Yarn manufacturer Unifi Inc., in reporting that net sales for its fiscal second quarter ended Dec. 27 dipped 4 percent year over year to $162.8 million, said the decline resulted from lower selling prices in connection with lower raw material costs and unfavorable foreign currency translation.

“The polyester segment benefited from a better production and sales mix, along with raw material and pricing stability, along with the richer sales mix and manufacturing efficiencies, achieving a gross margin of 14.2 percent,” CEO Eddie Ingle said.

Wool prices have also firmed up of late. Australian Wool Innovation (AWI) reported that the benchmark Eastern Market Indicator was up 8 cents per kilogram, or 0.8 percent higher, to close the week ended Feb. 12 at $9.86 per kilogram.

Wool markets appear to be moving towards more of the ‘normal,’ pre-pandemic economy levels and their associated expected patterns,” AWI said. “Italian buying was very apparent, as the quality of wool suitable for their high end needs became available…Additionally, smatterings of orders destined for the sub-continent provided good support, but it is still very much the Chinese domestic manufacturing and consumption market that is providing the backbone to the Australian wool price.”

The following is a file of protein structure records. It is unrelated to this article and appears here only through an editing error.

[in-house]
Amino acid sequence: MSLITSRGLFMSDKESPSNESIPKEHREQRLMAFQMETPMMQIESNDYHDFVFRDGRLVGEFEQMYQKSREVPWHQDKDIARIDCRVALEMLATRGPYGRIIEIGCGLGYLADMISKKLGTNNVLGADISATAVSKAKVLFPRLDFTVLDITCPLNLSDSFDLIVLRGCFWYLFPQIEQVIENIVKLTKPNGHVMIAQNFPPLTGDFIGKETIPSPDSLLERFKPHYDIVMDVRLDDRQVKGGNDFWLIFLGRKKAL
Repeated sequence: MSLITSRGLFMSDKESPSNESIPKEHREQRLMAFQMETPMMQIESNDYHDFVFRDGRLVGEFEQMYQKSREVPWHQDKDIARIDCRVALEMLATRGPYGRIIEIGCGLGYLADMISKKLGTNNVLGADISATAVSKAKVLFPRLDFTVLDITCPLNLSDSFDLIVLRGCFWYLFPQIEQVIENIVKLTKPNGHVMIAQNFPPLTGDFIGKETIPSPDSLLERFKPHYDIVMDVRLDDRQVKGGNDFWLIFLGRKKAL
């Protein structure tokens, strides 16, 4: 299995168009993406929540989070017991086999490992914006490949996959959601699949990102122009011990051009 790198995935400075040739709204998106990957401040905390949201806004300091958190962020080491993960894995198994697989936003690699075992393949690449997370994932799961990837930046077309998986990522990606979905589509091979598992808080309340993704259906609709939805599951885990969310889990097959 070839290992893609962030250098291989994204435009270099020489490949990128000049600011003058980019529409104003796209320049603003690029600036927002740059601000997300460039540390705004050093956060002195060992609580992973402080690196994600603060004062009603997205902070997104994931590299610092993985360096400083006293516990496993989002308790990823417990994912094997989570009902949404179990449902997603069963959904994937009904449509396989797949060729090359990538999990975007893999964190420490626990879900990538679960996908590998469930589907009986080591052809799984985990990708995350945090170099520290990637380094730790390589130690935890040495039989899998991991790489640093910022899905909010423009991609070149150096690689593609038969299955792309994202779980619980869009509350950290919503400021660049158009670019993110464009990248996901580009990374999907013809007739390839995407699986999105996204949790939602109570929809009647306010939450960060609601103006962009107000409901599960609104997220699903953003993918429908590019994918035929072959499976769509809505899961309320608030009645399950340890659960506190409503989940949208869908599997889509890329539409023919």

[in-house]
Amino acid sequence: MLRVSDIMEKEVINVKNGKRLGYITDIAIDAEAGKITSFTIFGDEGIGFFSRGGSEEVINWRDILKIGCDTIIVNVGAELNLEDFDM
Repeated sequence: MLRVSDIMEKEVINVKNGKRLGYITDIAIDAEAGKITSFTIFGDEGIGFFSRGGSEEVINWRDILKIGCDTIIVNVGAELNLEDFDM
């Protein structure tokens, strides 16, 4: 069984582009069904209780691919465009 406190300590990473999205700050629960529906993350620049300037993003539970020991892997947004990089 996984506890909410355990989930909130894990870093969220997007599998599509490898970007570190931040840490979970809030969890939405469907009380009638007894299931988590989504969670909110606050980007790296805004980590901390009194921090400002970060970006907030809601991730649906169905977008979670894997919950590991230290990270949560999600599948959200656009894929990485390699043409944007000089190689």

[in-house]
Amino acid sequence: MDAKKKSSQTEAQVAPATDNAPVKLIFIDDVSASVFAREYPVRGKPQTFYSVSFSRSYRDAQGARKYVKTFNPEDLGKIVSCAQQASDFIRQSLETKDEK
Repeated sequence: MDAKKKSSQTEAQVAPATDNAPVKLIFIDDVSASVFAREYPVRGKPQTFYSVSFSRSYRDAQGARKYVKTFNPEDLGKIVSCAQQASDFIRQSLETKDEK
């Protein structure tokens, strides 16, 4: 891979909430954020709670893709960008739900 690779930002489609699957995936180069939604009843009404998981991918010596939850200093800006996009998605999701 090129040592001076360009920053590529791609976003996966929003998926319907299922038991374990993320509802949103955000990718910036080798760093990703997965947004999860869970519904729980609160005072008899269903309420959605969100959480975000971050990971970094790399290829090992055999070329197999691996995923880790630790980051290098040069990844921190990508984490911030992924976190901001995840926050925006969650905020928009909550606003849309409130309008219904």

Shipping

At the same time, shipping costs have risen to meet increased demand amid shifting trade and purchasing patterns.

The World Container Index assessed by Drewry decreased 0.7 percent, or $38, for the week ended Feb. 11 to stand at $5,190.75 per 40-foot container (FEU), but was up 197.7 percent when compared a year earlier.

Ocean carrier A.P. Moller-Maersk said last week that the demand surge in the second half of the year created supply-chain bottlenecks, including vessel and container shortages, and led to higher rates.

FedEx said last month that the impact of the coronavirus continues to generate elevated volumes and the company continues to experience high demand for capacity and increased operating costs across its network.

​To continue providing customers with the best possible service during this challenging time, FedEx said customers at the enterprise level that meet a certain volume threshold will be charged a “Peak Residential Delivery Charge” for packages shipped starting Feb. 15.

The charge amount of 30 cents per package will apply to FedEx Express and FedEx Ground U.S. domestic residential packages, excluding FedEx SmartPost and FedEx One Rate packages. FedEx SmartPost packages will be subject to the previously announced Peak Surcharge of 75 cents per package effective Jan. 18.

All that likely contributed to U.S. retail apparel prices increasing a seasonally adjusted 2.2 percent in January, the third consecutive monthly gain, the Bureau of Labor Statistics reported Wednesday in its Consumer Price Index (CPI).

The price hike was broad-based, with a rise in all sectors. Children’s wear led the way, with price increases of 6.2 percent in girls’ apparel and 3.4 percent in boys’ clothing. Women’s apparel prices were up 2.4 percent in the month and men’s wear prices rose 1.1 percent.